It is traditionally considered that someone with a positive tuberculin skin test (TST) (and/or positive result in Cell Interferon-Gamma Release Assay (TIGRA), depending on the different countries' guidelines) is infected but not ill when the absence of lesions is demonstrated in a thorax X-Ray assay. Even though, the experiences described in literature using cows and pigs as animal models for the study of LTBI demonstrate the presence of this kind of lesion in the animals, even too small to be detected by X-Ray assay, which would suggest they also could happen in human LTBI. Nowadays, the High Resolution Scanners (HR TC) offer the possibility of detecting any lesion approximately 1 mm in diameter, so the investigators plan to use this technique to screen people already infected by M. tuberculosis (but not ill, following the Diagnosis Standard Guidelines).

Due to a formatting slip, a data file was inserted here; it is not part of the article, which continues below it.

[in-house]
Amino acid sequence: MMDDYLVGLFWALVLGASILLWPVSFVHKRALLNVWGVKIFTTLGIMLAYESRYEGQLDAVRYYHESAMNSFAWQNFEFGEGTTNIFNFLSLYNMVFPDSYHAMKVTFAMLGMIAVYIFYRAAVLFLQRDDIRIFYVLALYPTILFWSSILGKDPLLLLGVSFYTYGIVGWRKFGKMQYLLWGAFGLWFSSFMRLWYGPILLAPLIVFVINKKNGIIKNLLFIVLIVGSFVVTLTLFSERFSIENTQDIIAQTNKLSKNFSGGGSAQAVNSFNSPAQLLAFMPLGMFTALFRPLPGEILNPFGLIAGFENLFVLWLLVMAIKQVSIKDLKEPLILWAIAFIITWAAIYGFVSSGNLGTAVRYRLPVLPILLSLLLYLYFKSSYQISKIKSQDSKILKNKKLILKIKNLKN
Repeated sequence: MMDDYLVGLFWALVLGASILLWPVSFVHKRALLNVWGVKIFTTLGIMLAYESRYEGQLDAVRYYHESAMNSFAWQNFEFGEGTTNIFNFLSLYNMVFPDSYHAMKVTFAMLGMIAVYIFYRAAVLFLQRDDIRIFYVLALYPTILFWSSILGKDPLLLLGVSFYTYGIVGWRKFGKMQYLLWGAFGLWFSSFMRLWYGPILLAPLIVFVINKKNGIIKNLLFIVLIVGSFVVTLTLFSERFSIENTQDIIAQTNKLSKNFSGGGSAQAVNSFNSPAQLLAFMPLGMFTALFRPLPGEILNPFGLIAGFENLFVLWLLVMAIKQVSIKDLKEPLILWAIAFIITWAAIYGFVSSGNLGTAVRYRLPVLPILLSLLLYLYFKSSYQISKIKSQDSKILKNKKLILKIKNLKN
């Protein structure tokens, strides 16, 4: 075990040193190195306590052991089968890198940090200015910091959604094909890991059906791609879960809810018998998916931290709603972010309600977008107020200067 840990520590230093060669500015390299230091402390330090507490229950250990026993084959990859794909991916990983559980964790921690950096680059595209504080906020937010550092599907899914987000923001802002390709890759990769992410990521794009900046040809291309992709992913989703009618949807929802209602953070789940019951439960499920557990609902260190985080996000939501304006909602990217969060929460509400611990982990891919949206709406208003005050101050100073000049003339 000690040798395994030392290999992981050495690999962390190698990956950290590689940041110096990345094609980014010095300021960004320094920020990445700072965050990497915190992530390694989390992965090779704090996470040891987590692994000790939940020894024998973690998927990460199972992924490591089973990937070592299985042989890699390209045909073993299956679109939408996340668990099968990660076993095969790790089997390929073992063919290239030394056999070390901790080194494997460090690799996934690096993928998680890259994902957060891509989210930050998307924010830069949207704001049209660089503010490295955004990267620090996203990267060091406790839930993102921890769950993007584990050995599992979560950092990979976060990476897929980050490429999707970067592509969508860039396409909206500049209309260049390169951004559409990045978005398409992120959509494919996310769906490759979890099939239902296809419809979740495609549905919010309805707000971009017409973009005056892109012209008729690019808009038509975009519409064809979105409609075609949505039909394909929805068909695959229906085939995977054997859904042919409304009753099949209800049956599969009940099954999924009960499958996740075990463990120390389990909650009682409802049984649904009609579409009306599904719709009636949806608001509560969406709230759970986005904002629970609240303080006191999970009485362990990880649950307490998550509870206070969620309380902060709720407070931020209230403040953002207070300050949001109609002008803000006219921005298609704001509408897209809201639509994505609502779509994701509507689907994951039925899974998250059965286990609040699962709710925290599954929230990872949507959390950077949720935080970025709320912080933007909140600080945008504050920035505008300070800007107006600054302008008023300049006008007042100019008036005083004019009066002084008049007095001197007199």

Additional pathological analysis of resected and post-mortem tissues will provide lesion-based profiles of humans infected with tuberculosis.
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||June 2012 (Final data collection date for primary outcome measure)
It is traditionally considered that the development of LTBI is due to the M. tuberculosis ability to develop a dormancy state within well-structured lesions (granulomas), which can remain in the lung of the host even for life. The investigators have developed a new original hypothesis based on scientific evidence that takes into account the idea that a lesion cannot be held forever, because the host tends to remove any lesion in order to rebuild the original parenchyma, in a healing process. Even if M. tuberculosis can remain in a dormant/non-replicating state for a long period, this is an important but not sufficient factor to explain the LTBI. The Dynamic Hypothesis tries to explain the existence of LTBI in spite of the healing process that could remove it by a constant reinfection of the host's tissue.